Bargain of the week: for cheaper UK rail travel, find a foreign friend
Unlimited first-class travel on Britain's railways is available for £28 a day - but only if you accompany an overseas visitor who has bought a "BritRail Pass" for you and for them.
For three decades, the BritRail Pass scheme has offered go-as-you-please train tickets for tourists to the UK at prices far lower than are available here. It is aimed squarely at overseas residents visiting Britain on holiday, and is available only abroad. There is a variety of passes, covering specific regions and periods of validity.
This year, though, there is a difference: whichever pass the overseas visitors choose, they can buy a matching one for their British host - at a 25 per cent discount. A first-class FlexiPass that allows four days nationwide travel in a month costs around £150, with the guest pass only £112 - almost the same as a one-way standard open single from Manchester to London.
Needless to say, the train operators do not want the offer abused by crafty travellers. So the tourist and host must always travel together, and the UK partner has to show proof of residency.
More information is available online at www.BritRail.com.
Warning of the week: Star Alliance shrinks
The Brazilian carrier Varig has been kicked out of the world's biggest airline alliance. From next Thursday, 1 February, Star Alliance - whose UK member is BMI - will be without a South American partner.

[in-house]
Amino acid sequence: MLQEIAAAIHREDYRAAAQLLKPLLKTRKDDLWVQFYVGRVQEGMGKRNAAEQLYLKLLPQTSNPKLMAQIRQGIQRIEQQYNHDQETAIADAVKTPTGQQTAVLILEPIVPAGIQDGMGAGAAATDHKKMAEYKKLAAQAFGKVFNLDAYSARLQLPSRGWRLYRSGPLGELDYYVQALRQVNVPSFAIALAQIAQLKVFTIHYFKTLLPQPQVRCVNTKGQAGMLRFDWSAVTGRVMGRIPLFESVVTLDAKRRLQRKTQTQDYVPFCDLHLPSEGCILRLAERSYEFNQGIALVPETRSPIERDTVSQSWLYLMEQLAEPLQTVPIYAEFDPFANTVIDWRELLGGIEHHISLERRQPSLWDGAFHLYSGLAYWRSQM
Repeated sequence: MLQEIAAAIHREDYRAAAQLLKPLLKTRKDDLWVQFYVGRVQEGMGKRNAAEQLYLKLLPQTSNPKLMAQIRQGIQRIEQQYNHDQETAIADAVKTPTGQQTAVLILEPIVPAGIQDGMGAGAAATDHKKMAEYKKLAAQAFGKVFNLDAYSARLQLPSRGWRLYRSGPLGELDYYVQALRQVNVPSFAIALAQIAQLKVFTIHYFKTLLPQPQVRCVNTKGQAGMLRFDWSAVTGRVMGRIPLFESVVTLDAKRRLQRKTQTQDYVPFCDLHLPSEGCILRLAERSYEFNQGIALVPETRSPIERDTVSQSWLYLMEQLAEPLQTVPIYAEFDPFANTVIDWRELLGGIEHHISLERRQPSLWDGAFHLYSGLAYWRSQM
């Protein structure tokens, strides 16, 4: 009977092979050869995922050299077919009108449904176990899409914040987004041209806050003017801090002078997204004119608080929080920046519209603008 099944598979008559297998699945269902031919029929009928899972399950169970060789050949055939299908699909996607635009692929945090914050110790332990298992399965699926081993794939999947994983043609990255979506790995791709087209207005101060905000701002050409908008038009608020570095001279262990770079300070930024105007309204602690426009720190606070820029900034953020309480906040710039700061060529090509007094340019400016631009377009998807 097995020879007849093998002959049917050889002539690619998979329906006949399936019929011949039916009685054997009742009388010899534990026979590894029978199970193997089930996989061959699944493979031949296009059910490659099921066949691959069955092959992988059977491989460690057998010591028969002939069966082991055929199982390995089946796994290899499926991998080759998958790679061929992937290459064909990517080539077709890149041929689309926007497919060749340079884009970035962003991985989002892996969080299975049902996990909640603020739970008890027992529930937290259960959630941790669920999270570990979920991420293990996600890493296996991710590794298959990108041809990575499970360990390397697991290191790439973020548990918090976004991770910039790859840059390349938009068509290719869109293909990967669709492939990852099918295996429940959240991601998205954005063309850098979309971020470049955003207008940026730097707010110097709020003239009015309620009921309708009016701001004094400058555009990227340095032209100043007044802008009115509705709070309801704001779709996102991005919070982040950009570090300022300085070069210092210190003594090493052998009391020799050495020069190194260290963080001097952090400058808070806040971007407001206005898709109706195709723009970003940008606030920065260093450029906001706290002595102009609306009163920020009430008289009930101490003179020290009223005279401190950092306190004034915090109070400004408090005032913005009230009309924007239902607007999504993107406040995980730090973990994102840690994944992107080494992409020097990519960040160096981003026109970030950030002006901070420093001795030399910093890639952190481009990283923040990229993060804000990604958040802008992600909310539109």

Varig almost collapsed last year, and has been reconstituted as a smaller, leaner airline - which no longer resembles a "network carrier" of the sort that Star Alliance requires of its members, offering travellers common standards and ease of connectivity.
"In order to deliver the Star Alliance benefits, products and services to customers around the globe on a consistent basis, our member carriers work to certain standards and processes," said Jaan Albrecht, chief executive of Star Alliance.
The removal of Varig leaves the grouping with a sizeable geographical gap - not just to Brazil, the largest Latin American country, but to destinations throughout the region. Some of the slack will be taken up by TAP Portugal, Lufthansa of Germany and its subsidiary, Swiss. But the number of regional flights to countries such as Chile, Argentina and Peru will be minimal, handing a big advantage to Oneworld - the second-largest alliance, which includes British Airways and American Airlines. Oneworld's South American partner is LAN, which has an excellent reputation and is expanding fast across the continent.
The Star Alliance says it is "exploring various options to secure a wider presence in the region" - with attention focused on Aerolineas Argentinas and Avianca of Colombia.